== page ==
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That’s Hollywood For You

“SUMMERTIME” is the clincher that the Hepburn is Katie. Some people required proof . . . Katie is my oddson favorite to win the Oscar. In the actor division, as this typewriter copy is transformed into type, the leading candidate is Jimmy Cagney . . . It looks like such a great year for the acting veterans that I heard a group of new faces at Schwab’s say: “We’re a collection of young has-beens.” . . . Margaret O’Brien fits the list as veteran and newcomer. I cased Miss O’Brien on the set of “Glory.” Margaret is 18 and cheesecake . . . Wonder what Rock Hudson and Tab Hunter really think of George Axelrod’s play, “Will Success Spoil Rock Hunter?” . . . The answer given in the play is: “Why shouldn’t it? Success spoils everyone.” . . . I don’t agree. I’ll take the stand to testify that it has made a better person out of Marlon Brando. However, wise Jimmy Stewart uttered these words in a booth at Chasen’s: “There are two times you can depend on an actress to be nice. The first. six months when she signs a new contract and the last six months of that contract.”

I really dig Mamie Van Doren because she’s a friendly chick who always demonstrates her affection when she meets you . . . Alan Ladd, who’s also a producer, described his first story conference: “It’s a place where everybody gets a chance to speak, says nothing while nobody listens, and then everybody disagrees.”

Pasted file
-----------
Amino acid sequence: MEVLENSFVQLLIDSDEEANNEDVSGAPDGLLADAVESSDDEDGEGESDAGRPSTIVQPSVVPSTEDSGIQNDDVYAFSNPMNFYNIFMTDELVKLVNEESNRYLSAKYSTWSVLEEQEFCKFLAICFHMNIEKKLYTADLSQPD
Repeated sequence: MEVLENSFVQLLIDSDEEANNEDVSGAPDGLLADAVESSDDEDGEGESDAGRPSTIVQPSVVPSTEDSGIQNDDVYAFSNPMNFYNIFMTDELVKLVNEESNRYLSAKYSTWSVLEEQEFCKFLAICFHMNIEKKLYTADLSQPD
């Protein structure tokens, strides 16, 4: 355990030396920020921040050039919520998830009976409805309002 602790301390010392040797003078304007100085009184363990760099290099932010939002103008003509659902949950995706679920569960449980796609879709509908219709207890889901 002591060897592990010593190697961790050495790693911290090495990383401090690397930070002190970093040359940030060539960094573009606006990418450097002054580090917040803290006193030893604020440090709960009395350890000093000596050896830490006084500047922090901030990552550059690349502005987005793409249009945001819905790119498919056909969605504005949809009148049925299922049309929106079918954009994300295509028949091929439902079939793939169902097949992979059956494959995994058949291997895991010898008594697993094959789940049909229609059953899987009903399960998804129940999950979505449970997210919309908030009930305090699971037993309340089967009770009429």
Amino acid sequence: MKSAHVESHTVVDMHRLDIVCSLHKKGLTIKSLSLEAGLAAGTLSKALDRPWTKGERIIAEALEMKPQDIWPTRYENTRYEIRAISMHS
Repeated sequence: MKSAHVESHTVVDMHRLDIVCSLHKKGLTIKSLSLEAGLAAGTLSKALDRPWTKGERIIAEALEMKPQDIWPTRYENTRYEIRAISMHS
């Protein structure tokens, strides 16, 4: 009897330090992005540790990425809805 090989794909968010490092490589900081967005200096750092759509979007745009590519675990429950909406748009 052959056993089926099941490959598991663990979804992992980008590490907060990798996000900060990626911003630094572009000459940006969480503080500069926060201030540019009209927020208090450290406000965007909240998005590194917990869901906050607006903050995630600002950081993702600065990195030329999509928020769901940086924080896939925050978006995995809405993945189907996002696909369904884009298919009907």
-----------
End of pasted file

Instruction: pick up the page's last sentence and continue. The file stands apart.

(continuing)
For me, Jennifer Jones has class with a capital K, as Ethel Merman used to sing it. Have you met Miss Jones lately? She is one of the screen’s most underrated actresses, and this goes even if you were praising her . . . I give you my word there are moments when Rita Moreno just lets herself go and relaxes . . . The world’s most expensive canned goods are manufactured in Hollywood I think June Allyson was smart to play the villainess in “The Shrike.” A meal composed wholly of milk chocolates can make you feel nauseous . . . I’m rooting for Lanza to sing through in a good movie . . . My friend and character, Mike Curtiz, talking to a new actor, said: “William Holden looks like you, only a little more so.”

Ava Gardner come home, please. I want to bump into you in person—at any of your favorite haunts, say Fairchild’s . . . Terry Moore has a knack of having publicity just happen for her even while she’s looking for it . . . Coming out of Grauman’s Chinese Theatre, a stranger approached Charlton Heston and said: “Mr. Brown, I believe.” Heston looked at the man and replied: “If you believe that, you’ll believe anything.”

I’d like to see Judy (Garland) and Mickey (Rooney), two of the greatest hunks of talent ever seen on celluloid, get together for a movie or a TV spectacular . . . Wonder how Gene Kelly really feels about wife Betsy Blair’s sudden success in “Marty”? . . . Somehow I get the impression Dan Dailey isn’t genuinely happy, even when he’s smiling. But Dan will get a role someday that will show everyone how great he really is! . . . I understand that Jimmy Dean is a difficult fellow to understand, which probably accounts for why we get along so well. It’s hard for Jimmy to trust a person, and easy for a person to rub him the wrong way . . . A rabid fan grabbed Edmond Purdom as he was leaving a party and said: “Sir, I hope you don’t object to my telling you how much I enjoyed your performance the other night.” Purdom beamed and said to the fan: “Sir, you misunderstand me entirely. I am a glutton for praise.” And that’s Hollywood for you.




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